A GIRL'S OWN STORY is about Beatlemania, the sixties and growing up. Some stories about girlhood: where family is strange, adutlhood lonely, and innocence perverse.
PASSIONLESS MOMENTS is a series of wry vignettes: Sean and Arnold Not Speaking; Scotties, Part of the Grand Design of the Universe; Angela Eats Meats, Ironing on Sunday; and others...
PEEL takes place on a hot Australian summer's day, a recalcitrant, freckled, red-headed family of three go on a Sunday drive in the country. Their outing results in an intrigue of awesome belligerence. Winner of the Palme d'Or at the Cannes Film Festival.
"A beautifully photographed, sharply drawn drama...A lovely debut which will be compared to Jane Campion's later work but will certainly live up to the comparison."
"These deceptively fragile-looking and tough-minded short films reveal familiar power plays from multiple points of view, punctuated by telling close-ups. A promising young director's take on the origins of narrative."
SCREENING HIGHLIGHTS AND AWARDS
- Passionless Moments: Best Experimental Film, American Film Institute
- A Girl's Own Story: American Film Institute Award for Best Screenplay in a Short Film
- Peel: Cannes, Golden Palm for Best Short Film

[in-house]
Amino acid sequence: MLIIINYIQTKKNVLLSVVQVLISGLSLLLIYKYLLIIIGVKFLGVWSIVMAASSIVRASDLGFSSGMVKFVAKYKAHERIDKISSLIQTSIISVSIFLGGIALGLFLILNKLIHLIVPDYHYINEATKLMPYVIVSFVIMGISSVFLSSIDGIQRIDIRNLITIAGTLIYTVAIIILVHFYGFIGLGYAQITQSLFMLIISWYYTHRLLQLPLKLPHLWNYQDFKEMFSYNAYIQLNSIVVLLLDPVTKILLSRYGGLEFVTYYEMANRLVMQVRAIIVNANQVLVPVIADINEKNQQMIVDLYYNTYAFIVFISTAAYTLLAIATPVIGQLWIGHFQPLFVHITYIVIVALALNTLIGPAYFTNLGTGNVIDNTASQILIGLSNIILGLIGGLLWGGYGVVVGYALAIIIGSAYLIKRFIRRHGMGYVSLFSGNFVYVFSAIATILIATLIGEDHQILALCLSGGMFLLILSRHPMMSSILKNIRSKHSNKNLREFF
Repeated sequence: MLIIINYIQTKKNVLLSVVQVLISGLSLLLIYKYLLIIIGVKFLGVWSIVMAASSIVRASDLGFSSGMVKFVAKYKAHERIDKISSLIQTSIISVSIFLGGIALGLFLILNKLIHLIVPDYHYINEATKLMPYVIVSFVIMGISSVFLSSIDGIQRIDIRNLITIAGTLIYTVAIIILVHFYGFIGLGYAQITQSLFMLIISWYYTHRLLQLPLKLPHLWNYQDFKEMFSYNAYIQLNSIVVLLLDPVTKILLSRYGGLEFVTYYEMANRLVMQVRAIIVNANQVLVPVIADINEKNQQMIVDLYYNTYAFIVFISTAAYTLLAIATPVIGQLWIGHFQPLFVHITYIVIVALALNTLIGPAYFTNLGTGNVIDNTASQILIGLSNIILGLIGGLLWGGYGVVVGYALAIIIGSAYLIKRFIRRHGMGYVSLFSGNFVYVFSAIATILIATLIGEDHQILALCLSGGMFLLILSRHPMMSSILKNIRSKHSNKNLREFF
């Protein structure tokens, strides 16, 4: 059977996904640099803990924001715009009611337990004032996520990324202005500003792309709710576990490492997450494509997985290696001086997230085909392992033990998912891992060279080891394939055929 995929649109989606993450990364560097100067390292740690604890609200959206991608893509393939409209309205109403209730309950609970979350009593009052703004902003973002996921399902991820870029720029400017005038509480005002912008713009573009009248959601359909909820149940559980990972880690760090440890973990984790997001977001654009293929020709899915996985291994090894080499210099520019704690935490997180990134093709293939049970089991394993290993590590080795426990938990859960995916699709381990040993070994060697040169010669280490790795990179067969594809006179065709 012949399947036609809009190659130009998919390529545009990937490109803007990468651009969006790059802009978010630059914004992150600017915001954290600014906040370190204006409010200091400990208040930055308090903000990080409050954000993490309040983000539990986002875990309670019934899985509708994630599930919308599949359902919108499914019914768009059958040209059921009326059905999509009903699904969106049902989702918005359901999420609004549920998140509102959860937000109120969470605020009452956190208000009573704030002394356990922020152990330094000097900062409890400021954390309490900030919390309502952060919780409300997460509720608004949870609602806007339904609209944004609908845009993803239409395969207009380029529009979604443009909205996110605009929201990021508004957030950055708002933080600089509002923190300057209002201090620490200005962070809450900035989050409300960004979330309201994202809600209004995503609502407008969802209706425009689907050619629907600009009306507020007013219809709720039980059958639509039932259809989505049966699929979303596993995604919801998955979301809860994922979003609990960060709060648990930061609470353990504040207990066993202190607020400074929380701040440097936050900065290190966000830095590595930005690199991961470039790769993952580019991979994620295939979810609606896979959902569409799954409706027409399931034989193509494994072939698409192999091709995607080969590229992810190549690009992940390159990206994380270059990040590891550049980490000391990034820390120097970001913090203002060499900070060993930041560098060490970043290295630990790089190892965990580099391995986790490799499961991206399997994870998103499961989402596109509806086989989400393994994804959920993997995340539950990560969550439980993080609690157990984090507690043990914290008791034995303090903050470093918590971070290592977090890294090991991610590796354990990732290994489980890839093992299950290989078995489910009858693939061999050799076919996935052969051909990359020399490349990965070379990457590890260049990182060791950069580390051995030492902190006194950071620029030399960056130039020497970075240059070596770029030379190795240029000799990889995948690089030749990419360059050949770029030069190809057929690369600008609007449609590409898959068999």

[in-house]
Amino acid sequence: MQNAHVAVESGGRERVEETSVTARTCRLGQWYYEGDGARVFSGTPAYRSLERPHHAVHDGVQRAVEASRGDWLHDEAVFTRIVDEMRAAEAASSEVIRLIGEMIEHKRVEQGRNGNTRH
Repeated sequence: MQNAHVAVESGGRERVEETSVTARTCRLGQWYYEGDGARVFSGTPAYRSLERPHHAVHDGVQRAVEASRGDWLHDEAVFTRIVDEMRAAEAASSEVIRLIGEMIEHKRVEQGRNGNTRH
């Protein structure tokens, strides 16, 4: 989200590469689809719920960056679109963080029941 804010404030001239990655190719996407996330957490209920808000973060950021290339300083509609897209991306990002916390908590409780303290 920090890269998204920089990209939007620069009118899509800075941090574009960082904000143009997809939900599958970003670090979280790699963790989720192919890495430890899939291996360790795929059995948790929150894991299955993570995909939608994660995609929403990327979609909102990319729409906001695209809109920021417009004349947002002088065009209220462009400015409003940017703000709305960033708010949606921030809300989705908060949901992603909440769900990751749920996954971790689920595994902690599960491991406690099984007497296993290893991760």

New Zealand director, producer and screenwriter Jane Campion is one of cinema’s most notable film-makers. She is the first and only female director to receive the coveted Palme d’or at Cannes (1993) and also only the second of four women ever to be nominated as Best Director at the Academy Awards (1994), both for "The Piano". Jane went on to win Best Screenplay. Jane studied anthropology at Victoria University in Wellington and then painting at London’s Chelsea School of Arts and the Sydney College of the Arts before moving to film in the early 1980s, while studying at the Australian Film and Television School. Her first short film, "Peel" (1982), winner of the Short Film Palme d’or in 1986 in Cannes, was followed in 1989 by "Sweetie", her first feature film, and, a year later, by "An Angel at My Table" about New Zealand author Janet Frame. Subsequent to the multi-award-winning "The Piano" were "The Portrait of a Lady" (1996); "Holy Smoke" (1999), currently being adapted for the stage; "In the Cut" (2003) and "Bright Star" presented in Competition at Cannes, in 2009. Campion has recently won remarkable public and critical acclaim with a television series, "Top of the Lake". (03/19)